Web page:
Speaker of the House Nancy Pelosi, D-Calif., and Vice President Mike Pence officiate as a joint session of the House and Senate on Wednesday, Jan 6, 2021.
After an extraordinary act of violence from a riotous mob on Wednesday afternoon forced U.S. legislators to evacuate the Capitol during the counting of the Electoral College votes in the presidential election, Congress voted in the early morning hours of Thursday to certify the results showing President-elect Joe Biden defeated President Trump.
While a group of Republican lawmakers challenged the results in Arizona and Pennsylvania, those objections did not withstand a vote in either the House of Representatives or the Senate.
At approximately 3:33 a.m. ET on Thursday, Congress had certified enough electoral votes to surpass the 270 threshold that guaranteed Biden would become the 46th president, effectively ending a desperate bid by Trump and his supporters to overturn the results of the November election.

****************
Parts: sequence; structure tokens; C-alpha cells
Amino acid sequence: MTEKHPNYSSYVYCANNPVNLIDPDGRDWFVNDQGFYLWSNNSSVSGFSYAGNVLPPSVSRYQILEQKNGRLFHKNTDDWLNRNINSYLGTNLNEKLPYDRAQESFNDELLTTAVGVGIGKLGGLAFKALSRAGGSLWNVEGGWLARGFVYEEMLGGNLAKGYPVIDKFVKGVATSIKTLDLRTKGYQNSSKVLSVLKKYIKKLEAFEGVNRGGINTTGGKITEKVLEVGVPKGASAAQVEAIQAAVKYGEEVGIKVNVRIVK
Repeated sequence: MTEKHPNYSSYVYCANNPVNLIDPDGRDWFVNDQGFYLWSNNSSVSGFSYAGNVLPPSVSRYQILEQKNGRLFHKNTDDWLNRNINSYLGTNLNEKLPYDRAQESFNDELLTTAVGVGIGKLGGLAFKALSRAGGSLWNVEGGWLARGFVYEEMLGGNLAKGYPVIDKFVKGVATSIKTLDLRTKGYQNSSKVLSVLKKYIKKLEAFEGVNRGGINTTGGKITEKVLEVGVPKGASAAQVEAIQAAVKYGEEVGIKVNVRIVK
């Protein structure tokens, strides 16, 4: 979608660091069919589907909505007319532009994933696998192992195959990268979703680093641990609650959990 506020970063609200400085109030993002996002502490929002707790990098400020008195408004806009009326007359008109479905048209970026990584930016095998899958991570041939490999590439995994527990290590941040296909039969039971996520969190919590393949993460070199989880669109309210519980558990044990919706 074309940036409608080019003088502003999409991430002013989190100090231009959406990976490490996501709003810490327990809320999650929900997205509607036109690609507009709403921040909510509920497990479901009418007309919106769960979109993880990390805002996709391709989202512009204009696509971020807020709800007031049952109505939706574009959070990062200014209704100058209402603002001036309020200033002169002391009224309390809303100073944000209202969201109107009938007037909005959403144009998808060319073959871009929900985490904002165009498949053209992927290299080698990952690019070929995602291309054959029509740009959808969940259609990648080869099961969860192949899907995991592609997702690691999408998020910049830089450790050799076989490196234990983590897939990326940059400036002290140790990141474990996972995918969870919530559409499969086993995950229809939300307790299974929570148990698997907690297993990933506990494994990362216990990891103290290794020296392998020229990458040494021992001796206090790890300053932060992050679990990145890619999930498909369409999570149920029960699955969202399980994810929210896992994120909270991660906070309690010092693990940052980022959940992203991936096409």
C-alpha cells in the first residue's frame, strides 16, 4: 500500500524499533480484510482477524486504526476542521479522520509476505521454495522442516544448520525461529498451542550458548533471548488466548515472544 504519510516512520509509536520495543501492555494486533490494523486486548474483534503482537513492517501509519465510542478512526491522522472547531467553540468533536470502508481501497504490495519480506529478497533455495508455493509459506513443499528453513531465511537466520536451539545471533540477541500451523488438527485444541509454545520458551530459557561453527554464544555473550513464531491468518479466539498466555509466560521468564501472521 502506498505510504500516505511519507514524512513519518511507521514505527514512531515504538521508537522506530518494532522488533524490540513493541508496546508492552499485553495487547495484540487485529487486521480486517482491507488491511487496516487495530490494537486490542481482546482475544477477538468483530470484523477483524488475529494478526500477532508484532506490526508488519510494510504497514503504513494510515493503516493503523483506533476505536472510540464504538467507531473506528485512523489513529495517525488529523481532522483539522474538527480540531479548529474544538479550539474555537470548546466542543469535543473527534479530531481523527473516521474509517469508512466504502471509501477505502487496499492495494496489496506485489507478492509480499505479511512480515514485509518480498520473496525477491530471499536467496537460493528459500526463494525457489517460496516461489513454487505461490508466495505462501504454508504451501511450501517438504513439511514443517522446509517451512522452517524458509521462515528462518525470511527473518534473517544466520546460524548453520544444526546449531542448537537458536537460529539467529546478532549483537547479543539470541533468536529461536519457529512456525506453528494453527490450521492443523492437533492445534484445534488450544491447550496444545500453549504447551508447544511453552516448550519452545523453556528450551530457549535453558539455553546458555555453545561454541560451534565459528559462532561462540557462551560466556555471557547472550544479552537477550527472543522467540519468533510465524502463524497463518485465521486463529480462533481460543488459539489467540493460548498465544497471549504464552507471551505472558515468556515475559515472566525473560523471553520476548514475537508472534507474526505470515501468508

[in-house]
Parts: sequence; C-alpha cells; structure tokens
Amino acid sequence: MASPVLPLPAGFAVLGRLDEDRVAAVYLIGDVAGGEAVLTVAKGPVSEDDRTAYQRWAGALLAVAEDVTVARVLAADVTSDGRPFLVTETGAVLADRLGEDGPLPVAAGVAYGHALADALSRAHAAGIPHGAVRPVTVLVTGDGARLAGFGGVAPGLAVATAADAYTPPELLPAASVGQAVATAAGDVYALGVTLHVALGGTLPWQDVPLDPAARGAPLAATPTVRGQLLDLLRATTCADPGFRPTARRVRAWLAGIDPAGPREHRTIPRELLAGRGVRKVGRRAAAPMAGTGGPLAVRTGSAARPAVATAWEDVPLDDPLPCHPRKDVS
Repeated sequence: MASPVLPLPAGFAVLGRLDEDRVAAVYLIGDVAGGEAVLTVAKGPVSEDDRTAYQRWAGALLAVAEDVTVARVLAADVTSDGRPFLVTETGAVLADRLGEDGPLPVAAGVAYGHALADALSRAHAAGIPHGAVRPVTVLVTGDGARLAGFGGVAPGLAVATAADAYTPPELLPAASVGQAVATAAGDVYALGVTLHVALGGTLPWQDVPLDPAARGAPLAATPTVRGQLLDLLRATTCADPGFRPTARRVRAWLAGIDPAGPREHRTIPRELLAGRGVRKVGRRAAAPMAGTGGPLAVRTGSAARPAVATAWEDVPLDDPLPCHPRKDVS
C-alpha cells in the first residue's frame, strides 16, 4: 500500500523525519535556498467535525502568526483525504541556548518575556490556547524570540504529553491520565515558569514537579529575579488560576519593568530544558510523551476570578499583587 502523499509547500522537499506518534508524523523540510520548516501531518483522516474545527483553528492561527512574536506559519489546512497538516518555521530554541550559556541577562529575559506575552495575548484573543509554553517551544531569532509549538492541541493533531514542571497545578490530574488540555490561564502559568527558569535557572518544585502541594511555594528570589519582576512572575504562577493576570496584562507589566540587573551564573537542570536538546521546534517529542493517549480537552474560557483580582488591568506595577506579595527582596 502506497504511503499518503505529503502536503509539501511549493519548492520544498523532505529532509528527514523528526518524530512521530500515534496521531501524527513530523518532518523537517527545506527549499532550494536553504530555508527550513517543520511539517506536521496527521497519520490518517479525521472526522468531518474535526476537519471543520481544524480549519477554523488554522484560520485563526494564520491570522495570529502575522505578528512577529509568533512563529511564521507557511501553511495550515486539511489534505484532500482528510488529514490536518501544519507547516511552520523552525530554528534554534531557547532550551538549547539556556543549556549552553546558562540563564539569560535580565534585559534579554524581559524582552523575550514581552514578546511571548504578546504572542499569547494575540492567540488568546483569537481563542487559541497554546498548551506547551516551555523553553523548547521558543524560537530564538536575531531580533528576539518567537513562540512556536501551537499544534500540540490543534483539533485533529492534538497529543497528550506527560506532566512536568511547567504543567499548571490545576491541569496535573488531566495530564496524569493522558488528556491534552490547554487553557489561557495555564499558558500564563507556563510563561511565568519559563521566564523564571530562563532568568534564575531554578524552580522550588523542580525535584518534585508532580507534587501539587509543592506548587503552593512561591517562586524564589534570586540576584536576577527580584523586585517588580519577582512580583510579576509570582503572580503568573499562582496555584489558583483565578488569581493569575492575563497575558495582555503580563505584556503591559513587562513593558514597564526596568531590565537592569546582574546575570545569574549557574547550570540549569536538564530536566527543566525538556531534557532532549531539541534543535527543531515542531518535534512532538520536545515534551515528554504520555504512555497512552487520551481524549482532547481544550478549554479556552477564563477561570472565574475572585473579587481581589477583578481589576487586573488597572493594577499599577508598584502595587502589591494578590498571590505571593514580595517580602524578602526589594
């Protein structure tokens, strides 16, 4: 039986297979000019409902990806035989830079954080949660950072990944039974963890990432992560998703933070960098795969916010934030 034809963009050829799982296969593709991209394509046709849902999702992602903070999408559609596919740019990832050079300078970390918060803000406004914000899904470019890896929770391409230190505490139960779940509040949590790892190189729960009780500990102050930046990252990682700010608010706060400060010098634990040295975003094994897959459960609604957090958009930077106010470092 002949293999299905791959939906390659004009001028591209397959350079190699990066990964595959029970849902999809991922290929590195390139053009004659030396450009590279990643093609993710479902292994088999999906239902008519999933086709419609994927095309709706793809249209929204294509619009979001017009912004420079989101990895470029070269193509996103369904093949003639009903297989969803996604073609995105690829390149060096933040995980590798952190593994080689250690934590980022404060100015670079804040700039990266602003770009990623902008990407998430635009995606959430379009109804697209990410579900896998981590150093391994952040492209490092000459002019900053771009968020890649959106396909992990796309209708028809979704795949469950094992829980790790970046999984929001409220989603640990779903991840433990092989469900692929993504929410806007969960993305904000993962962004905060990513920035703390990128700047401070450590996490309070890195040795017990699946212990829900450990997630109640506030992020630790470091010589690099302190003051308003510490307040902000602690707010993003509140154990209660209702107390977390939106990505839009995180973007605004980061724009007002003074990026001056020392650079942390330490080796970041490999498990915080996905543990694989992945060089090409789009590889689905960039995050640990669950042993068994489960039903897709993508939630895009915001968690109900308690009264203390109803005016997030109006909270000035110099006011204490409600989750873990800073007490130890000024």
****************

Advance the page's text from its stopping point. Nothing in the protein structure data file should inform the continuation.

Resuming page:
“The votes for president of the United States are as follows: Joseph R. Biden, Jr. of the State of Delaware has receive 306 votes. Donald J. Trump of the state of Florida has received 232 votes,” Vice President Mike Pence declared.
“The announcement of the state of the vote,” Pence continued, “by the president of the Senate, shall be deemed a sufficient declaration of the persons elected president and vice president of the United States each for the term beginning on the 20th day of January, 2021.”
Moments after Pence declared Biden the winner of the election, Trump released a falsehood-laden statement in which he pledged an “orderly transition” of power.
“Even though I totally disagree with the outcome of the election, and the facts bear me out, nevertheless there will be an orderly transition on January 20th,” Trump said in the statement made public by White House Deputy Chief of Staff Dan Scavino. “I have always said we would continue our fight to ensure that on